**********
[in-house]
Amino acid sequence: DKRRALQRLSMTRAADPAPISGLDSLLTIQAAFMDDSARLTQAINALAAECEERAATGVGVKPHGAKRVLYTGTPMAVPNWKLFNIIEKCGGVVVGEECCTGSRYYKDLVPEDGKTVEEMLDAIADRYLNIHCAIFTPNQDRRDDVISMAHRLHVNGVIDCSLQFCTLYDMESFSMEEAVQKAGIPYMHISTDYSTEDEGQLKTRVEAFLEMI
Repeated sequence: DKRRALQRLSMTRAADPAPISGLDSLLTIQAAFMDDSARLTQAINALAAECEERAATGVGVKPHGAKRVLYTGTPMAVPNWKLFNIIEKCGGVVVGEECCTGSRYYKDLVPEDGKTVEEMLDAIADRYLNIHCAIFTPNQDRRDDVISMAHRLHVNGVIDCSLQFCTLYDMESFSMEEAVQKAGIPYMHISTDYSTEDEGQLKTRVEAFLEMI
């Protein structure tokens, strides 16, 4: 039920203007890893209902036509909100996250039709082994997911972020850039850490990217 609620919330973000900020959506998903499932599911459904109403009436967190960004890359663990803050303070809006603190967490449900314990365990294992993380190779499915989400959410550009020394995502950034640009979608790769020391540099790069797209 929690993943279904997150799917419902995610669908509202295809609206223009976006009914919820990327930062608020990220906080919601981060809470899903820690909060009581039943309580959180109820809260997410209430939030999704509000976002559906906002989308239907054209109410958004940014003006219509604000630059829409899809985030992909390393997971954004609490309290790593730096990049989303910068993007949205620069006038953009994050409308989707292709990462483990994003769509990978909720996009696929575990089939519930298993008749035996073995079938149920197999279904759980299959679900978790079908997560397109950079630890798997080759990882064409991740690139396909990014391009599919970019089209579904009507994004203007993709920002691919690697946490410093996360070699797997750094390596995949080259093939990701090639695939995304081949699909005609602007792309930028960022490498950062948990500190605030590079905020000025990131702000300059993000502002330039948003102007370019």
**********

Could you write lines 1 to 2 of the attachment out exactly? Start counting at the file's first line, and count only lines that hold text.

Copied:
[in-house]
Amino acid sequence: DKRRALQRLSMTRAADPAPISGLDSLLTIQAAFMDDSARLTQAINALAAECEERAATGVGVKPHGAKRVLYTGTPMAVPNWKLFNIIEKCGGVVVGEECCTGSRYYKDLVPEDGKTVEEMLDAIADRYLNIHCAIFTPNQDRRDDVISMAHRLHVNGVIDCSLQFCTLYDMESFSMEEAVQKAGIPYMHISTDYSTEDEGQLKTRVEAFLEMI